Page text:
Casa > Home

It is  1:30 in the morning and I’m due to fly back to London in the next 4 hours. In typical ‘man fashion’ I’ve just finished some last minute packing. The last task before I go back home is to see my little Boy. I eventually make the trip to the hospital for the final time, to see Joel.

The nurse looks quite surprised to see me. She asks ‘what are you doing here at this time?, I reply ‘to see my son before I travel back to London in the morning’. Usually they wouldn’t allow any visitors at such a time but given the circumstances she was gracious and allowed me to say my goodbyes.

Having visited this hospital every single day for near enough three and a half weeks, I’ve become almost immune to the sounds and sights of the hospital. That night in particular, I managed to drown out everything, except my only son. 

He’s fast asleep, wrapped in several blankets with an oxygen mask attached to his tiny face. I wanted to hold him just one more time but alas it wasn’t possible. I placed my hand in the incubator and place my finger in his hand. Joel held on so tightly to my finger, a grip so strong you wouldn’t believe he is but a mere few weeks old. He refused to let go. For some that seems like a very normal thing for a child to do and you would be right, however, for me it was almost magical. It was as if Joel was saying ‘Dad, it’s going to be ok, you do what you need to and I will do the same’. I’m not a superstitious in the slightest but I genuinely believe it was a sign. Although, he can not articulate, I’ve never heard a baby speak so clear by merely a gesture.

I stayed there as long as I could, praying that God would just heal my son and bring him home safely. Through this whole time, he held on relentlessly, not letting go at any moment. All manner of thoughts are running through my heard and I’m pleading with God that somehow, he would make my son well.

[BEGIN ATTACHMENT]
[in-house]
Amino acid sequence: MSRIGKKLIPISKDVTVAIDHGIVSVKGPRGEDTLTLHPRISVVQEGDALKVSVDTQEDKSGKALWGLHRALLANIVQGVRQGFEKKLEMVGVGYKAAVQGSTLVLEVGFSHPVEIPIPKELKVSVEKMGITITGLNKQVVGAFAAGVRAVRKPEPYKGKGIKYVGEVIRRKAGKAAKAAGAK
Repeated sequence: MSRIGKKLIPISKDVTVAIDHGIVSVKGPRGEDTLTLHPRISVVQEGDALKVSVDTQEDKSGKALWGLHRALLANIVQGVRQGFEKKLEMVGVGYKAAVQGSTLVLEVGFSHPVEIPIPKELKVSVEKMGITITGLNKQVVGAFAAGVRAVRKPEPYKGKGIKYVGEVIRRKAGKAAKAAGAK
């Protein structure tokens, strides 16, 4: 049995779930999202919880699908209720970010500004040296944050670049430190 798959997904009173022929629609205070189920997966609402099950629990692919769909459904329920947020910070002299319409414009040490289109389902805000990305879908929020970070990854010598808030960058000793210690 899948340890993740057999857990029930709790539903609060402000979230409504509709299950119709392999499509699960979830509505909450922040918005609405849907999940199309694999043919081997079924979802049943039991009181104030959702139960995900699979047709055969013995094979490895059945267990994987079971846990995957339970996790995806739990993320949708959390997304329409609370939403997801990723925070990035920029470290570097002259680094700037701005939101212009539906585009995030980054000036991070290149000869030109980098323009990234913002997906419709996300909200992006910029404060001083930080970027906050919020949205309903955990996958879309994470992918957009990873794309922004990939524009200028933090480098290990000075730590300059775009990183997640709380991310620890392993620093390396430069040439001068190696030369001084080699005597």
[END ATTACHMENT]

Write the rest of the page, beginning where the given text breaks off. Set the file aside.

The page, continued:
Uncertainty is a terrible feeling in a situation like this, especially when the outcome is completely out of your hands. There isn’t a single thing I can do and it pains me, more so because I’m about to leave and be so far away, needless to say I felt like I’m of no use right now. I can’t begin to explain to you the emotion I felt at that very moment. 

“Nevertheless, I trust”.

I’ve heard countless christians use the phrase “Trust God” in conversation with me before. A phrase, while drenched in positivity, can sometimes leave me feeling somewhat discouraged. Why? Because it forces me to take the current situation out of my own hands and leave it in the hands of a sovereign God. I can no longer dictate the outcome, and whether I would like to or not, I have to give it over to the one who knows best. This is the only thing I am the master of.

So that’s what I’ve decided to do. I’ll put aside my fear, doubt and anxiety, and simply leave it to God. I can only cling to hope at a time like this. Don’t be deceived, I do this in reluctance, but just maybe that is how God wants it to be so I can truly understand his greater plan for Joel.

Joel is currently 33 weeks, and thankfully he’s eating via a tube and breathing as well, but he’s not well enough to be discharged from hospital. We have to wait, there is simply no other option.

While I head back to London, making sure we have a roof over our head, my wife stays in Portugal with our precious son as he fights for his very existence.

If there was ever a time I need your prayers, now is surely the time.

Written by Daniel (db)

Leave a Reply

Fill in your details below or click an icon to log in:

WordPress.com Logo

You are commenting using your WordPress.com account. Log Out / Change )

Twitter picture

You are commenting using your Twitter account. Log Out / Change )

Facebook photo

You are commenting using your Facebook account. Log Out / Change )

Google+ photo

You are commenting using your Google+ account. Log Out / Change )

Connecting to %s